NASA had to make some adjustments to accommodate the women in Ride’s astronaut class and later as it prepared to send her to space. It added a women’s locker room, which astronaut Judy Resnik, who later died in the Challenger explosion, festooned with a Tom Selleck poster. Rather than force astronauts to use urine-catching devices that resembled condoms, NASA added commodes to space vessels. Tampons were packed with their strings connecting them, like a strip of sausages, so they wouldn’t float away. Engineers asked Ride, “Is 100 the right number?” She would be in space for a week. “That would not be the right number,” she told them. At every turn, her difference was made clear to her. When it was announced Ride had been named to a space flight mission, her shuttle commander, Bob Crippen, who became a lifelong friend and colleague, introduced her as “undoubtedly the prettiest member of the crew.” At another press event, a reporter asked Ride how she would react to a problem on the shuttle: “Do you weep?”
Though she met Ride at the frenzied peak of her popularity, Sherr writes, “I did not realize the psychic price she paid for being the first American woman in space.” To be first is to relinquish the complicated specifics of your story and become a caricature, a stand-in for the ideals of a movement or for the hope and pain of a moment in history. When NASA recruited Ride’s class, it was wise enough to select six women rather than one token. “Everyone was watching them,” said Carolyn Huntoon, a biochemist and NASA middle manager who became the female recruits’ unofficial den mother. The women of Ride’s class forged strong bonds. On the night before Ride’s first space flight, astronaut Anna Fisher, then eight months pregnant, kept watch in the darkened cockpit of the shuttle.
Only one could be first. For Ride, already a private person, the feeling of being under the microscope was ever present. She became adept at giving cheerful nonanswers to prying questions. At various points in her life, she did have something to hide. Ride was married to fellow astronaut Steve Hawley at the time of her two flights but also had serious relationships with women. When a college friendship turned into something more, “we pretty much kept to ourselves,” says her then-girlfriend Molly Tyson. This was a few years after Stonewall, but the gay-rights movement had yet to go national. Ride attended an anti-war march in Washington and was interested in the nascent women’s movement.
But coming out doesn’t seem to have occurred to her and certainly would have jeopardized her chance to go to space if not killed it outright. Around 1990—seven years after Ride’s historic flight—NASA management quietly ordered a working group of physicians to declare homosexuality a “psychiatrically disqualifying condition.” (The rule didn’t end up going through, and although no astronaut has ever come out, NASA says it doesn’t discriminate on the basis of sexual orientation.) Some old friends like Sherr found out about Ride’s sexuality for the first time in her obituary, which revealed that she had spent her last 27 years in a committed relationship with a woman, Tam O’Shaughnessy. “Of course,” Sherr writes, Ride “was also a superb compartmentalizer.”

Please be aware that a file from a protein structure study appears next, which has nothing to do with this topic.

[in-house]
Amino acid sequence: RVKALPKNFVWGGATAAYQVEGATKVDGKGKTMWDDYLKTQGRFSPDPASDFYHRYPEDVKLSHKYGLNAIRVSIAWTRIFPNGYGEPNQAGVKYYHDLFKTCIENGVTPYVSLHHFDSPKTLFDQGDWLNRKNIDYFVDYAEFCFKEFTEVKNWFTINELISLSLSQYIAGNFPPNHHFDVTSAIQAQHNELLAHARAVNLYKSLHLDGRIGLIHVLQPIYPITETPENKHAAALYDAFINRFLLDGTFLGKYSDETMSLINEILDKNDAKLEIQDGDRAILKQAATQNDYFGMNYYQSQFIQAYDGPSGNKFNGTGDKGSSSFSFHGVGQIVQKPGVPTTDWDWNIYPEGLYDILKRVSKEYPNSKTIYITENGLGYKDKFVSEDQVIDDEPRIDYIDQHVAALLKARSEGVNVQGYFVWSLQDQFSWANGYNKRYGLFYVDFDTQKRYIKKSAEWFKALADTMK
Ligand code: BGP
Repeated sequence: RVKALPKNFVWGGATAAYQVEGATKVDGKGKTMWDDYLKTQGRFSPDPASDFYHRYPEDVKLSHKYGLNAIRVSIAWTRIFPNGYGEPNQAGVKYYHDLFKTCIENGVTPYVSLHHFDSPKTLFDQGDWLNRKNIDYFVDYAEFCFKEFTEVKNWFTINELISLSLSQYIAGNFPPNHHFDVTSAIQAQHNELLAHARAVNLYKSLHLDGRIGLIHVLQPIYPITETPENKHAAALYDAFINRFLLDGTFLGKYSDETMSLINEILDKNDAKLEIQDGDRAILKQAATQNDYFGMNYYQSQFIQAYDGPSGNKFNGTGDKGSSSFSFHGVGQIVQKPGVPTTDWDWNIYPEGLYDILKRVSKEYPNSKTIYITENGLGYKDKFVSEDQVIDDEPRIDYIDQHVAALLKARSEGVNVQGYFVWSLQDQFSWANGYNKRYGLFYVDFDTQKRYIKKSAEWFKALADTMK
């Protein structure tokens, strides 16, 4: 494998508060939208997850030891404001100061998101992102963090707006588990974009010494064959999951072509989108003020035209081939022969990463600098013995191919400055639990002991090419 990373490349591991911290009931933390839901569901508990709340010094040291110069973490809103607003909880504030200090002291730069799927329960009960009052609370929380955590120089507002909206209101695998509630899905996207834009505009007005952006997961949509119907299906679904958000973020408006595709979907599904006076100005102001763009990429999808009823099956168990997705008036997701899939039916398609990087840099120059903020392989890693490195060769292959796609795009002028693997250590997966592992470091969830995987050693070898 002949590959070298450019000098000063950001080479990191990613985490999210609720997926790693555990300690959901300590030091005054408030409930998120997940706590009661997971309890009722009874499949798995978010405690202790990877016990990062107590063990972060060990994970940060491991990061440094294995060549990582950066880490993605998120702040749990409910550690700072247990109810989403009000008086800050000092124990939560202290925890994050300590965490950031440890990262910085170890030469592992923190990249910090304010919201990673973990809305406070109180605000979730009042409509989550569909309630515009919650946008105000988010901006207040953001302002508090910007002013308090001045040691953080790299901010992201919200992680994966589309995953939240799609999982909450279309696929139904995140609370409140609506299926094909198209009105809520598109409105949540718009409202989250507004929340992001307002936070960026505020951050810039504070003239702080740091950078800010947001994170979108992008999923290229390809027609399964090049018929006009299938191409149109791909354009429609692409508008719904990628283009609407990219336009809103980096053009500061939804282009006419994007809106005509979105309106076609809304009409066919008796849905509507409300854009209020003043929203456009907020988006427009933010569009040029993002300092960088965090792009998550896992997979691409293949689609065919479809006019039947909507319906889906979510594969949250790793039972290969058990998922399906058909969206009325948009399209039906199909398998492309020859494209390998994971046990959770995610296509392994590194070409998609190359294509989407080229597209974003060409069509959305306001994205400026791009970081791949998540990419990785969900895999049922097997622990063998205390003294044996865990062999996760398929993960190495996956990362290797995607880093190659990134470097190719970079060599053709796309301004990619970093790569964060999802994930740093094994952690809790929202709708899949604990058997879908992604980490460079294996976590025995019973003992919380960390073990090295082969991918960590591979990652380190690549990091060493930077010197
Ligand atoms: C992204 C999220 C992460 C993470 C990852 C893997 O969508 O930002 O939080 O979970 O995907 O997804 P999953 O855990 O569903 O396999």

She had to be. Ride understood that she was a role model. “I saw it in the eyes of the girls and the women and the grandmothers that I met, what it meant to them,” she said in 2008. While she accepted the role of astronaut as public servant, playing nice with a Reagan administration whose politics she opposed, she did draw the line sometimes. She refused to appear on an NBC tribute to NASA hosted by comedian Bob Hope, because, she said, “I don’t like the way he exploits women.”
After two flights and a few stints as ground commander of mission control through the mid-1980s, the 1986 Challenger explosion made Ride decide she wouldn’t go to space again. Ride played a critical role in the blue-ribbon commission appointed to investigate the disaster, which killed seven people due to a preventable equipment failure. She then spent a year working to develop a strategic plan for NASA. The Ride Report outlined four bold initiatives, including a push to launch satellites to monitor and record climate change on planet Earth—a remarkably farsighted idea for an agency previously focused on exploring new territory rather than monitoring our own.
Ride retired from NASA in 1987 and never returned, though both the Clinton and Obama administrations sought to make her NASA administrator. She did, however, play a critical role on the commission that investigated the Columbia explosion in 2003, making her the only person on both inquiries. The rest of her career was focused on educating new scientists, in academia at the University of California, San Diego, and later as the founder of Sally Ride Science, a for-profit company that seeks to stoke and sustain girls’ (and boys’) interest in science. This, she hoped, would be her legacy. Diagnosed with pancreatic cancer in 2011, she died 16 months later. “Being first was fine,” Sherr writes, “but she didn’t want to be the only one.”
This article will appear in the July/August issue of The American Prospect magazine.